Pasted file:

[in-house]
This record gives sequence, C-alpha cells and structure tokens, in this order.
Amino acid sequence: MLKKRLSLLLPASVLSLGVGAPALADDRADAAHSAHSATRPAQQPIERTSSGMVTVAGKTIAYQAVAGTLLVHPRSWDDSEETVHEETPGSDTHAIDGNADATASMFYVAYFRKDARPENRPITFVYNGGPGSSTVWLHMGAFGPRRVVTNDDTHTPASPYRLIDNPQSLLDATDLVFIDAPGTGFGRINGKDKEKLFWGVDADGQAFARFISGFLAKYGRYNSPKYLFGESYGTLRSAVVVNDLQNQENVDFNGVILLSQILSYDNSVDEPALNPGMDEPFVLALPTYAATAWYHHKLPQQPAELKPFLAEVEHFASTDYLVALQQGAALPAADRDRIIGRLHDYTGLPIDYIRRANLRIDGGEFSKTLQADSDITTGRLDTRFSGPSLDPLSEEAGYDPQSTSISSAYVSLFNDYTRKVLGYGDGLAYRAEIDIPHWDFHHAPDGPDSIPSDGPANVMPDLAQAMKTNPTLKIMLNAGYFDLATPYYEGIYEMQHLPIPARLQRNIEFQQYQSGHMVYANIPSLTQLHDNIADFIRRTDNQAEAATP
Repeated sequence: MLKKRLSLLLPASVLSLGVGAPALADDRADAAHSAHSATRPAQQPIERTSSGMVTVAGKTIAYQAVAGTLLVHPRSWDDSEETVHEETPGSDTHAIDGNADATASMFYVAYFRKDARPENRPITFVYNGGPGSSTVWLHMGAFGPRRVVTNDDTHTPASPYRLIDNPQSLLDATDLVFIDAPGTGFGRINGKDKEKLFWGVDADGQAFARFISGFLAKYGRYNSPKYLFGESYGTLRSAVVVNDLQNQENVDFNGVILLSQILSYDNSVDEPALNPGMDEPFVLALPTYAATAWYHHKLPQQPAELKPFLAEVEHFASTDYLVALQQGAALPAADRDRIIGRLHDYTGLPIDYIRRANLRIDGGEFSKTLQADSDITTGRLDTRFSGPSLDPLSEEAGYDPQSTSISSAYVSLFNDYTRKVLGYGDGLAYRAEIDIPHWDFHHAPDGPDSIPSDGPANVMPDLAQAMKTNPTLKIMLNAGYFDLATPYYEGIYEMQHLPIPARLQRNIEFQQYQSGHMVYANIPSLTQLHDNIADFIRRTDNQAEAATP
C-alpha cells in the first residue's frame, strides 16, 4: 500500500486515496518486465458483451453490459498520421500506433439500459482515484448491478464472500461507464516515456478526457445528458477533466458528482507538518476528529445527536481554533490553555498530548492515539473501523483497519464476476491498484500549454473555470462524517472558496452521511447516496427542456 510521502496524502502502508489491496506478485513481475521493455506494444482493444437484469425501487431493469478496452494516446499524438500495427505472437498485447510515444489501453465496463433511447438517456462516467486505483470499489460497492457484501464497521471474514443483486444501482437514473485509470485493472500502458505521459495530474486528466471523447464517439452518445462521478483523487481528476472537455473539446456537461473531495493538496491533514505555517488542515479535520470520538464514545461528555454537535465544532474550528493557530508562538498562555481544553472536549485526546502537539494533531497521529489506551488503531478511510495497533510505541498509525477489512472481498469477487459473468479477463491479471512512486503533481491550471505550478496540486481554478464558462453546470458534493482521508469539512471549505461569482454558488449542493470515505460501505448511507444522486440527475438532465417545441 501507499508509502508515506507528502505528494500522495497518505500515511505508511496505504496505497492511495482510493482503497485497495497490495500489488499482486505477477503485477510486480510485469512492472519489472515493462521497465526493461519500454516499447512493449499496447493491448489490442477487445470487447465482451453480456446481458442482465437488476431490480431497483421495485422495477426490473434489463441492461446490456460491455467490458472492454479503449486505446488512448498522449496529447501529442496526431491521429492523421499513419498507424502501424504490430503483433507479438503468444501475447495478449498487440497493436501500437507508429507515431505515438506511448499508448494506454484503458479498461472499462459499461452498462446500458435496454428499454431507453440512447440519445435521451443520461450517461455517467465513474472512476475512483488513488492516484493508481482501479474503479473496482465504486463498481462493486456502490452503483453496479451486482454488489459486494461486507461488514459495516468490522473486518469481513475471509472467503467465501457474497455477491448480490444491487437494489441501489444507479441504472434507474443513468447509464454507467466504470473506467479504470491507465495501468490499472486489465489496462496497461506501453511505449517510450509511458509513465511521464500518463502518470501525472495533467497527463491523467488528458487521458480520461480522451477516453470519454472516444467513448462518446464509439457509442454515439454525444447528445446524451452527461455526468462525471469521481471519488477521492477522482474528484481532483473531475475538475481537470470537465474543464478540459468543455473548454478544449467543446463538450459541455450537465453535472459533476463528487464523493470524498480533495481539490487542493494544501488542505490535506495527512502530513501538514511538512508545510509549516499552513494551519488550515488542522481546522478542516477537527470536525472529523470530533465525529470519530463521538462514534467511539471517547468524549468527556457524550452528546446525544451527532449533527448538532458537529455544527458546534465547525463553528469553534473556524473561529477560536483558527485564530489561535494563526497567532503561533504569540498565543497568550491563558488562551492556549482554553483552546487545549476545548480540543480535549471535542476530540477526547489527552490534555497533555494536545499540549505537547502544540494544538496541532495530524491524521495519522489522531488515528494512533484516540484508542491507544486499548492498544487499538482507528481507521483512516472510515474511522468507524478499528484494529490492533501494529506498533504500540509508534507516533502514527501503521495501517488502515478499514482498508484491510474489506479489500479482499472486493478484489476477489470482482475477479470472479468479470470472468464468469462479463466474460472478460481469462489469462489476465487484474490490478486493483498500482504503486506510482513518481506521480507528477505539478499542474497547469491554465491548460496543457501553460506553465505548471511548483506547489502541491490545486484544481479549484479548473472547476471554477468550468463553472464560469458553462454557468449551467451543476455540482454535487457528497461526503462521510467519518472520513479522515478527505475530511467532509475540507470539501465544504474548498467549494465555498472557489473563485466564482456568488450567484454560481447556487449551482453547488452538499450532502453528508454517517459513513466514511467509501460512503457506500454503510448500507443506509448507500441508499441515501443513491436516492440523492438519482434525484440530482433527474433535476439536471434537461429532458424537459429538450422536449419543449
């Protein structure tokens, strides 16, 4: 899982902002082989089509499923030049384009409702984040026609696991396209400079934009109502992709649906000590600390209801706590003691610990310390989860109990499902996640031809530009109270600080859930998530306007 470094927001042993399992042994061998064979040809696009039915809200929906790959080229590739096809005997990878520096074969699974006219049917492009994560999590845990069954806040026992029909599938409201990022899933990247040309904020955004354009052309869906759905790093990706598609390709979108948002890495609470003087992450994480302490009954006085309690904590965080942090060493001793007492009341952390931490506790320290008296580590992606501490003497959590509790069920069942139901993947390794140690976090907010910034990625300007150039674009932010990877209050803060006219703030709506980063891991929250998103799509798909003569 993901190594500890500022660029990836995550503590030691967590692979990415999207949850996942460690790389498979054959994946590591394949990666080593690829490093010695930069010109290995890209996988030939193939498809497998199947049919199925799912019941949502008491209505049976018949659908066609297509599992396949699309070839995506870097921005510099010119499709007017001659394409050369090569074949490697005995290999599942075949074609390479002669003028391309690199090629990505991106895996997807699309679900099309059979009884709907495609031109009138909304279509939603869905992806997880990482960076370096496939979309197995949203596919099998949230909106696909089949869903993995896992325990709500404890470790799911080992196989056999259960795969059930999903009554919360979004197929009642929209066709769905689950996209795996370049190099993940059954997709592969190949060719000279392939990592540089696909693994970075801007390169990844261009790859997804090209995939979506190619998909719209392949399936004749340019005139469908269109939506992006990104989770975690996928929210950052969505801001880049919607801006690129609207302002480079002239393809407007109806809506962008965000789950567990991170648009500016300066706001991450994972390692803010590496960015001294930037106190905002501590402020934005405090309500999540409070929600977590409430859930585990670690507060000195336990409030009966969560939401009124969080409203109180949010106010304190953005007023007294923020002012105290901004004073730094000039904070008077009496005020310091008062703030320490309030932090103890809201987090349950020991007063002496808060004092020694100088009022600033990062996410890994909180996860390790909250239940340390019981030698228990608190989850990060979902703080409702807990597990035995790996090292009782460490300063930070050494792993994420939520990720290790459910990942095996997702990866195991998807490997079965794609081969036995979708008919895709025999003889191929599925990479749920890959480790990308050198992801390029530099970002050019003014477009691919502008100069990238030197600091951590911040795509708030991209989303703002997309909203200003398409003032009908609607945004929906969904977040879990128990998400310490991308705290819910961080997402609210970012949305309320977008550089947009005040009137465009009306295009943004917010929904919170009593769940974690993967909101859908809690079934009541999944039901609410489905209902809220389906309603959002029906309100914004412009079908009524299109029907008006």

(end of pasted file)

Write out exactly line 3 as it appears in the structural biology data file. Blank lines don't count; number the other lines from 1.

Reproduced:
Amino acid sequence: MLKKRLSLLLPASVLSLGVGAPALADDRADAAHSAHSATRPAQQPIERTSSGMVTVAGKTIAYQAVAGTLLVHPRSWDDSEETVHEETPGSDTHAIDGNADATASMFYVAYFRKDARPENRPITFVYNGGPGSSTVWLHMGAFGPRRVVTNDDTHTPASPYRLIDNPQSLLDATDLVFIDAPGTGFGRINGKDKEKLFWGVDADGQAFARFISGFLAKYGRYNSPKYLFGESYGTLRSAVVVNDLQNQENVDFNGVILLSQILSYDNSVDEPALNPGMDEPFVLALPTYAATAWYHHKLPQQPAELKPFLAEVEHFASTDYLVALQQGAALPAADRDRIIGRLHDYTGLPIDYIRRANLRIDGGEFSKTLQADSDITTGRLDTRFSGPSLDPLSEEAGYDPQSTSISSAYVSLFNDYTRKVLGYGDGLAYRAEIDIPHWDFHHAPDGPDSIPSDGPANVMPDLAQAMKTNPTLKIMLNAGYFDLATPYYEGIYEMQHLPIPARLQRNIEFQQYQSGHMVYANIPSLTQLHDNIADFIRRTDNQAEAATP